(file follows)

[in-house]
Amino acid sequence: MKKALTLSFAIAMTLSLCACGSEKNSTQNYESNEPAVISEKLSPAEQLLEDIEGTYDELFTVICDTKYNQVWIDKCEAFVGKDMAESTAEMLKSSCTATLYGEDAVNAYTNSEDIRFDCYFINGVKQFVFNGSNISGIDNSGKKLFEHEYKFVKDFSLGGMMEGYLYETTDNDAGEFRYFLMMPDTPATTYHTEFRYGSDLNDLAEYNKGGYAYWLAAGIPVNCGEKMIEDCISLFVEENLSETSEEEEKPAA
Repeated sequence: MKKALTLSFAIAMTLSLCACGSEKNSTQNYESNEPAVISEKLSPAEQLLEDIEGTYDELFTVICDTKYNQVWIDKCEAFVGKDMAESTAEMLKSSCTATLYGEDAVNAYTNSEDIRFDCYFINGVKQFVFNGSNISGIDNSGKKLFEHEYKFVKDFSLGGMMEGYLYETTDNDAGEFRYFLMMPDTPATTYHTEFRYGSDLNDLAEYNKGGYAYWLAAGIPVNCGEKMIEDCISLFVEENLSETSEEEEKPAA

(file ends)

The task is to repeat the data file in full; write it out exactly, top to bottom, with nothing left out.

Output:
[in-house]
Amino acid sequence: MKKALTLSFAIAMTLSLCACGSEKNSTQNYESNEPAVISEKLSPAEQLLEDIEGTYDELFTVICDTKYNQVWIDKCEAFVGKDMAESTAEMLKSSCTATLYGEDAVNAYTNSEDIRFDCYFINGVKQFVFNGSNISGIDNSGKKLFEHEYKFVKDFSLGGMMEGYLYETTDNDAGEFRYFLMMPDTPATTYHTEFRYGSDLNDLAEYNKGGYAYWLAAGIPVNCGEKMIEDCISLFVEENLSETSEEEEKPAA
Repeated sequence: MKKALTLSFAIAMTLSLCACGSEKNSTQNYESNEPAVISEKLSPAEQLLEDIEGTYDELFTVICDTKYNQVWIDKCEAFVGKDMAESTAEMLKSSCTATLYGEDAVNAYTNSEDIRFDCYFINGVKQFVFNGSNISGIDNSGKKLFEHEYKFVKDFSLGGMMEGYLYETTDNDAGEFRYFLMMPDTPATTYHTEFRYGSDLNDLAEYNKGGYAYWLAAGIPVNCGEKMIEDCISLFVEENLSETSEEEEKPAA